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Verse 34: The most evil of all beings in the world

Verse 34: The most evil of all beings in the world

Part of a series of talks on Gems of Wisdom, a poem by the Seventh Dalai Lama.

  • Having strength and power is a karmic result of virtuous actions in the past
  • When we feel powerless, consider it is a result of our own past actions
  • We all have some strength or power in our area, and we should use it wisely

Gems of Wisdom: Verse 34 (download)

Verse 34:

Who are the most evil of all beings in the world?
Those who use their strength and power as a means of harming others.

True, isn’t it? The things is that having strength and power is, in general, a result of virtuous karma created in previous lives. If, experiencing that result, then turn around and misuse it we’re harming sentient beings now and we’re also creating the cause for ourselves in the future to be born as somebody without power, without any kind of strength.

It could be physical strength, or political strength, or emotional strength, or whatever kind of strength. But whenever any kind of strength or power is abused it creates the karma to be reborn without that. And to be in a state where you’re under somebody else’s power.

When we feel that we lack freedom and we’re under somebody else’s power it’s good to remember that that’s a result of our own harmful karma from previous lives. That doesn’t mean that we go along with it, and it doesn’t mean that we go along with social systems that persecute or oppress people, but it does mean when we’re on the side of being oppressed to remember that this is a result of our own actions, and therefore to not oppress others in the future.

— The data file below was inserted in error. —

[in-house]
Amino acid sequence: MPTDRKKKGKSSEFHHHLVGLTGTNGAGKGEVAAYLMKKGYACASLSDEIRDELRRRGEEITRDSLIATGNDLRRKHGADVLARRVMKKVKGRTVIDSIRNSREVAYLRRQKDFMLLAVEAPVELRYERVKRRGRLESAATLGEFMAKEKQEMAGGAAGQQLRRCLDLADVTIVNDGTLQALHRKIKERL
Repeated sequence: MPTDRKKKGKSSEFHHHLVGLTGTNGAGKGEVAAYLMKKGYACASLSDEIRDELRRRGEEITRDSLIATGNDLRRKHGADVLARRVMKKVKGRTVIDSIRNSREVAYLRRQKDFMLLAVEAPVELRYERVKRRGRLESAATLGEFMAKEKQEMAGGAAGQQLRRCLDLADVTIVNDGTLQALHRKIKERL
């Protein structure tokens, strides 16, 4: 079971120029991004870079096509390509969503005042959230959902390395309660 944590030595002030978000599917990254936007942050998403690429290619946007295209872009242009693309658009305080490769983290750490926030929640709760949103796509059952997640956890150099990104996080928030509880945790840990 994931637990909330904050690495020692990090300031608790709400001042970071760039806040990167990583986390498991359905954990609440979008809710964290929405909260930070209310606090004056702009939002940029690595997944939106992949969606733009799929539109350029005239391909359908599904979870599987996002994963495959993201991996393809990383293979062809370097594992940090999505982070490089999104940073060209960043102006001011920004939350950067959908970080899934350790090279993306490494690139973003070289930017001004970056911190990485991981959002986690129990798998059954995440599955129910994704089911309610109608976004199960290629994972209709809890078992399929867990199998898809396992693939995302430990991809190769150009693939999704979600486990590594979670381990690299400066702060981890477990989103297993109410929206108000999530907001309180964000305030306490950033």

What so often happens is when people are oppressed, when they’re persecuted or when they’re abused, later on when their situation changes then they often become the aggressor, the persecutor, the oppressor, the abuser. And so psychologically I think when you’re the underdog, when you finally get a little bit of power you your tendency is, “Well, let’s really go gung-ho with it now because usually I’ve been on the opposite side.” But that kind of attitude only harms ourselves, not to mention harming others.

We may often think in our lives, well, I don’t have any strength or power. But we all have some strength. It may not be physical strength, it may be another kind of strength. We all have some kind of power. We may not have the power of a political leader or a CEO or a wealthy person. But within our own social group we have some power. Within our own family we have some power. Over insects and animals we have power. So it’s not that we’re ever entirely powerless and can never abuse our power. But you can see somebody who may not have much power with other human beings, but they have power with animals and they use it to really abuse animals, which is an awful thing to do.

(It’s important) to recognize that we all have some power and not to go around feeling like, “Blah…. Poor me.” But instead to use whatever strength and power we have to benefit others. Because if we do use it that way then it can become really, really a wonderful thing. And that’s why one of the traits of a special precious human rebirth is having strength and power. Because that gives you the ability, if you use it properly and with good motivation, to really be of great benefit to sentient beings.

Again, we may not have great power in society as a whole, or whatever, but in whatever area we are in, where our strength comes through or our power, then to use it wisely and to benefit all the people involved.

Venerable Thubten Chodron

Venerable Chodron emphasizes the practical application of Buddha’s teachings in our daily lives and is especially skilled at explaining them in ways easily understood and practiced by Westerners. She is well known for her warm, humorous, and lucid teachings. She was ordained as a Buddhist nun in 1977 by Kyabje Ling Rinpoche in Dharamsala, India, and in 1986 she received bhikshuni (full) ordination in Taiwan. Read her full bio.